“The fourth quarter was in no way a good period for dividends, but compared to recent history it marks a significant improvement, and when added to the stabilization in increases, supports our belief that the worst is over for dividends,” said Howard Silverblatt, the senior index analyst at S.& P.
“Standard & Poor’s believes that the dividend recovery will be slow, and that it will take until 2012 to 2013 to return to where we were in 2007 and 2008,” he added.
The dearth of positive dividend news becomes even more vexxing in the context of our zero interest rate environment so let’s hope the rebound in payout increases happens.
Update: Bubbles Bernanke slams any hopes for tapering goodbye, as long predicted: PREMATURE TIGHTENING RISKS SLOWING OR ENDING RECOVERY
Bernanke's quarterly hearing with the Joint Economic Committee this morning will be today's must-see event (with FOMC minutes a close second). It seems the equity market has no fears but many in the high-yield market are anxious for the words 'frothy', 'taper', 'bubble', 'clueless', and 'I plead da fif'. While Bernanke's words will be the most important, these hearings typically include their fair share of ironic ignorant 'humor' from the politicians who sit in awe of the most powerful man in the world and his CTRL+P prowess. ...
Here is the latest look at the "Sweet Sixteen" Dow recoveries adjusted for inflation/deflation I've been illustrating from time to time over the past three years. The charts below compare the current Dow recovery since the March 2009 low with fifteen other major recoveries dating from the origin of this legendary index in 1896. (See the footnote for my selection criteria.)
At this point the Dow is 1058 market days beyond the 2009 low. The last time I checked, in early April, the index was in fourth place in our Sweet Sixteen competition and 11.5% below the recovery from the 1982 low over the equivalent time frame. Now, 30 sessions later, the current level has a nominal gain of 135.0% since the 2009 trough, and is currently at a new all-time high. However, since we're comparing such a diverse set of market eras with such a wide patterns of inflation/deflati...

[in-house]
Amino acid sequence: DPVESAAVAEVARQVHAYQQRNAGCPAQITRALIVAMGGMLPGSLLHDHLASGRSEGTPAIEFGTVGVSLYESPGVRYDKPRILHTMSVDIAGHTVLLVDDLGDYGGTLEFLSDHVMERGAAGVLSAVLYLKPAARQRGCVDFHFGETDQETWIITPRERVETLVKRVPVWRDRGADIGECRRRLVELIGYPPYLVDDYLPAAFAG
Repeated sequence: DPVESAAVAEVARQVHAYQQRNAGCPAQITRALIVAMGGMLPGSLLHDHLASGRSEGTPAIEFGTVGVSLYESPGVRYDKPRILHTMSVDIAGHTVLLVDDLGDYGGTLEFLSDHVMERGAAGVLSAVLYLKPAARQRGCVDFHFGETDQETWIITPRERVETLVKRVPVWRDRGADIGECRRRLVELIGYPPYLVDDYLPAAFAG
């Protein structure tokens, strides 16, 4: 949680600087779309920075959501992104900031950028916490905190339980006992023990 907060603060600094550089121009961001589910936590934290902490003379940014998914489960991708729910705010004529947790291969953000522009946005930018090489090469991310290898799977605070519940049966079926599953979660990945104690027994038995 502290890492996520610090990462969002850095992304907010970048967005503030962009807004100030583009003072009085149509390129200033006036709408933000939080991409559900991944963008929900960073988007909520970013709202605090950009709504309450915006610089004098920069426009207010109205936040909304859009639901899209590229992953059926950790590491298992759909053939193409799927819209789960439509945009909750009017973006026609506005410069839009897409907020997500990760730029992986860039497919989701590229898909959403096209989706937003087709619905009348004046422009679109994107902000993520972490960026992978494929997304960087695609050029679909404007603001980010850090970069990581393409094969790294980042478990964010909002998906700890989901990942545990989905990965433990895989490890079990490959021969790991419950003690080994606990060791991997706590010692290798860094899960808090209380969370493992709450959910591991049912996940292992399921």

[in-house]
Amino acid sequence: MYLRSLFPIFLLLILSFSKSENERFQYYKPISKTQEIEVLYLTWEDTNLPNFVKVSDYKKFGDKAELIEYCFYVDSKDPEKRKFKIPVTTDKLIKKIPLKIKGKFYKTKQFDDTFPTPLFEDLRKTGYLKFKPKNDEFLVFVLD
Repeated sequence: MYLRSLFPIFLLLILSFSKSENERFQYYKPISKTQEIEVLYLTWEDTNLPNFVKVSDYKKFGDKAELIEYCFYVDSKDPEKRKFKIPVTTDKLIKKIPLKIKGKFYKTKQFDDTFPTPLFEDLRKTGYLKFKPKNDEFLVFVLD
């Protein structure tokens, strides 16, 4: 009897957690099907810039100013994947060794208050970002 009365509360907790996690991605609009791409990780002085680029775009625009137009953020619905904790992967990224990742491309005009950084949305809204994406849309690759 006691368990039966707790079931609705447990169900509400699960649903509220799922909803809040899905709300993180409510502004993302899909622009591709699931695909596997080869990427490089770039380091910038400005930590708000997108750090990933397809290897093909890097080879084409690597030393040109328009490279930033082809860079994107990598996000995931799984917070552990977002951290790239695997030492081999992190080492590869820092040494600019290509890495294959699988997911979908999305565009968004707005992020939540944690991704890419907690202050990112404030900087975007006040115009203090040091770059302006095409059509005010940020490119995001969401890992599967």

SKS - Saks, Inc. – High-end retailer, Saks, Inc., popped up on our ‘hot by options volume’ market scanner this morning on heavier than usual trading traffic in upside calls. Shares in Saks are up 10% on Tuesday morning at a new 52-week high of $13.54 after the company posted first-quarter earnings in line with analyst expectations on higher-than-expected quarterly revenue. Shares in Saks are up more than 30% since this time last year. Bullish positions initiated in SKS options ahead of the earnings release yester...
So, what did the market want today? Nothing it appears. It traded on weak volume and had very little movement. This morning the market hated commodities especially silver, but by days end, the market liked silver, gold and even oil but not the dollar. Why?
Last week the economic reports were tough, with bad misses on more than one occasion. But the market tended to ignore the bad news, probably because money continues to pour into equities from money market funds, long term fixed income, and many struggling foreign economies. On Thursday, investors finally caved to even more bad news from Initial Jobless Claims and weak Housing Starts. Then on Friday, when Michigan Sentiment and Leading Indicators posted large positive surprises, the money came pouring back to generate qui...